The only reference to the cross, and by implication to Jesus’ death, in the entirety of the Gospel of Thomas comes in saying 55. This may indicate that communities that revered the teachings in Thomas did not view salvation as coming through the cross, as taught by Christian orthodoxy. After all, statements like “Whoever discovers the interpretation of these sayings will not taste death” (saying 1) seem to suggest that salvation comes through wisdom, not the cross. And the absence of a passion story could signal that the Thomas community gathered traditions about Jesus’ death from different sources, whether written or oral. What is clear is that in Thomas the emphasis is on what Jesus has to say to the world. This is a far cry from Christian traditions that make it appear that Jesus did nothing but die on the cross for the forgiveness of our sin. In the creed produced by the apostolic tradition, “the life of Jesus has been diminished to a mere comma, a blank space residing quietly between ‘born of the Virgin Mary’ and ‘suffered under Pontius Pilate.’”1 That creed is still recited weekly in some churches. Thomas, on the other hand, focuses on Jesus’ words.
The words of saying 55 do suggest that Thomas recognizes Jesus’ death as inevitable and sees suffering as part of discipleship. They do not, however, say that suffering, whether Jesus’ or our own, is salvific in and of itself. Jesus calls his initial disciples to an itinerant lifestyle that rejects and confronts the values of society, particularly those of the increasingly intrusive Roman Empire. In this period the empire was reshaping social life in the Galilean region where Jesus taught. Anyone who disrupted imperial “progress” was simply crucified. But, in Thomas’ model, salvation does not come about as a result of Jesus’ crucifixion. Rather, by infusing one with a new sense of life that is too powerful to be extinguished by death, salvation leads to a journey toward crucifixion.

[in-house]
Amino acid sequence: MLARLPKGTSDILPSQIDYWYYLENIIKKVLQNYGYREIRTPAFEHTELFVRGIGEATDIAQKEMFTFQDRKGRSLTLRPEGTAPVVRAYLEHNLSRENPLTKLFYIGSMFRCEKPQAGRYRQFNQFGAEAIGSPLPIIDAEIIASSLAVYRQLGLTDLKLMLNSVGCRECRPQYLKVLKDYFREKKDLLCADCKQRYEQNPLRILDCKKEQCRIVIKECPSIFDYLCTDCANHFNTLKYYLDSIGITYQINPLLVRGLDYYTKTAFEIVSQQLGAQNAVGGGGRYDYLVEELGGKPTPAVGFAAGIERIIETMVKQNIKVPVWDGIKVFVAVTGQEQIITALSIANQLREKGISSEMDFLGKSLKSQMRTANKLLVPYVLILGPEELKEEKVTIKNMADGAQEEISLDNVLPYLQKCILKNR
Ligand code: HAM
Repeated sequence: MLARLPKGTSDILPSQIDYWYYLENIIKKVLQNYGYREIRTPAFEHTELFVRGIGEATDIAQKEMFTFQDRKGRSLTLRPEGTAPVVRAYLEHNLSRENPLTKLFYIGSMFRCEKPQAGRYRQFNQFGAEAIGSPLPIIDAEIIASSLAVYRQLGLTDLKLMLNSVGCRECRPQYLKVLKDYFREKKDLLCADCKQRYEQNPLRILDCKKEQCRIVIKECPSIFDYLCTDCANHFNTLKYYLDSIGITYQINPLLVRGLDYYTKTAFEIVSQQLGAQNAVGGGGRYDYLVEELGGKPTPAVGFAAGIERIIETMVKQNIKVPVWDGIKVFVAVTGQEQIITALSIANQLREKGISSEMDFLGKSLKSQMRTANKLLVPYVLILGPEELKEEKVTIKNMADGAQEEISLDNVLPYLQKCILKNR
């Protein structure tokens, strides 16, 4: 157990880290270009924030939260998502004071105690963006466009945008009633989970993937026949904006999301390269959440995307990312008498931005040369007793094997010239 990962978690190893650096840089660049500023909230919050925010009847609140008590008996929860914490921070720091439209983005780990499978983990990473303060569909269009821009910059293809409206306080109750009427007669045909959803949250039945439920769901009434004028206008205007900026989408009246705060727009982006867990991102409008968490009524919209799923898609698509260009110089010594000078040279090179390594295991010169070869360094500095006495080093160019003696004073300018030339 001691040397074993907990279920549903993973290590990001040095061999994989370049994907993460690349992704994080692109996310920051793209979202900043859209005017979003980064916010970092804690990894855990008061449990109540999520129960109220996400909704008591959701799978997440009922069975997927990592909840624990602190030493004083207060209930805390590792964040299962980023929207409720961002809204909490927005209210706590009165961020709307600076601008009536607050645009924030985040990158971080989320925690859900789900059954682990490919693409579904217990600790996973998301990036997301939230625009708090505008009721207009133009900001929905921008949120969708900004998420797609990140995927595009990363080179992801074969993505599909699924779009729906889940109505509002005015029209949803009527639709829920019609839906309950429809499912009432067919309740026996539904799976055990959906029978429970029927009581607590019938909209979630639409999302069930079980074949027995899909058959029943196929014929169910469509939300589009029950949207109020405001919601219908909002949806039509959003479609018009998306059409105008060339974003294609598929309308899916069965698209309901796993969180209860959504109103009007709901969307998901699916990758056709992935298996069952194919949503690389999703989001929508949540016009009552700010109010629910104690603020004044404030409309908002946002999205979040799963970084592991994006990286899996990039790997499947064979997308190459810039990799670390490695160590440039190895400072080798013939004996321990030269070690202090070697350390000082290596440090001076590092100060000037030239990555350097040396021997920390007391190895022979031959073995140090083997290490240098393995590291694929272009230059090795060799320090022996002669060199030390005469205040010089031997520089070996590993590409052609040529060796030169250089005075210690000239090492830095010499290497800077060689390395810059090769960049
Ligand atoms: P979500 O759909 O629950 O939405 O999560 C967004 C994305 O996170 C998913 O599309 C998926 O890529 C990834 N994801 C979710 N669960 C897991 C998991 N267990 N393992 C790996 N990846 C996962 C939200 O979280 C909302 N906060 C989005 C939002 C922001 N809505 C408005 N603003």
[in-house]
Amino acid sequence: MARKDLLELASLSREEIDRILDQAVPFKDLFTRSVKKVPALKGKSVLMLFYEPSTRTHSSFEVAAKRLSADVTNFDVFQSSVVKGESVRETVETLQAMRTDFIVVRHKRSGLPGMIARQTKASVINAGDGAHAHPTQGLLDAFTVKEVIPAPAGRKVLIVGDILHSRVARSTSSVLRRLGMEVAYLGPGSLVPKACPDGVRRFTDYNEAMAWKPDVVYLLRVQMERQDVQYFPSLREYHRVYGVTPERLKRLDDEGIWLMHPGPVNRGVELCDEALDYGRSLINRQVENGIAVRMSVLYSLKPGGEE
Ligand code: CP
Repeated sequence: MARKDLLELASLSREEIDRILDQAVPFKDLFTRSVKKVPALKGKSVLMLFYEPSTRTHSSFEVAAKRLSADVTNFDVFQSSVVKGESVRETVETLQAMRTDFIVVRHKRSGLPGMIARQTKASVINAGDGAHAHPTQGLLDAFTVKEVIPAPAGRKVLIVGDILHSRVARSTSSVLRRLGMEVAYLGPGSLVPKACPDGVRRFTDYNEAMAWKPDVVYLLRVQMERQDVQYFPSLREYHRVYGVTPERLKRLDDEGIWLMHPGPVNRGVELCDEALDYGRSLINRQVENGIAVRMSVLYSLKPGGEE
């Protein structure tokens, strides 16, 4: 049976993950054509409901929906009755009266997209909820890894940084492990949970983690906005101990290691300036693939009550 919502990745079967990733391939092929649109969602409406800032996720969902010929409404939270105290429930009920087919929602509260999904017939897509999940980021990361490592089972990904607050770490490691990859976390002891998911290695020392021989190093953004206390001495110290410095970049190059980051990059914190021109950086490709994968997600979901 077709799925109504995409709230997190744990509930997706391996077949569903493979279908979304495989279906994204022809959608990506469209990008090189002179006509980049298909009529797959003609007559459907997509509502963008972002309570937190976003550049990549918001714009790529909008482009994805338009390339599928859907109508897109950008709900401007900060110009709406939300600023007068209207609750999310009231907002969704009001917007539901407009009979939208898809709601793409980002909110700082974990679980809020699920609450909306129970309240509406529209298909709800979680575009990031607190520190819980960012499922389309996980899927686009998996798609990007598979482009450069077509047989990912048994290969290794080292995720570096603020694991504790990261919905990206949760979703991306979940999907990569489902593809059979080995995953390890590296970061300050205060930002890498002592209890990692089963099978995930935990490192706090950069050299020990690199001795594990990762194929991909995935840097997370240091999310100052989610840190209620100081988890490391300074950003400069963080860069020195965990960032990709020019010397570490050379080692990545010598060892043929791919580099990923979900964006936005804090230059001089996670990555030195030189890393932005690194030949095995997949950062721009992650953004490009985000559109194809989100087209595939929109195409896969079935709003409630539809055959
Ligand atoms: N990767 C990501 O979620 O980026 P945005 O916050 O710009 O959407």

Today’s culture bears crosses merely as ornamentation. Thus we cannot hope to understand the challenge saying 55 would have presented to Jesus’ potential disciples. Many had to sever family obligations and reject concerns about parental approval. The humiliation suffered by Jesus and his followers in their quest for true life was difficult even for the unattached. It would certainly have been too much for anyone bound to family who were not on the same path.
Because the Roman Empire executed those being punished for resisting oppression alongside those reviled by their own compatriots, everyone on a cross would be scorned equally. Jesus, for instance, was crucified next to “bandits.” Crucifixion was a display of total domination.2 The Romans added to the shame by humiliating the condemned during and after their slow expirations. Victims were stripped of their clothes and any power they had, whipped and bludgeoned, penetrated, sometimes by more than the nails—emasculated in a society even more patriarchal than our own. The humiliation continued as only a minimal band of Roman soldiers would remain to prevent those being crucified and those who loved them from stopping the trauma and the withering that would last several hours, if not days. When suffering ceased, bodies were left hanging, sometimes indefinitely, as a warning to others who might consider disrupting the “progress” of Roman civilization. And, as a final humiliation, the crucified were seldom, if ever, allowed a proper burial according to religious traditions.
Yet the life and teachings of Jesus that lead to the cross are precisely what Thomas tells us to cherish above all else.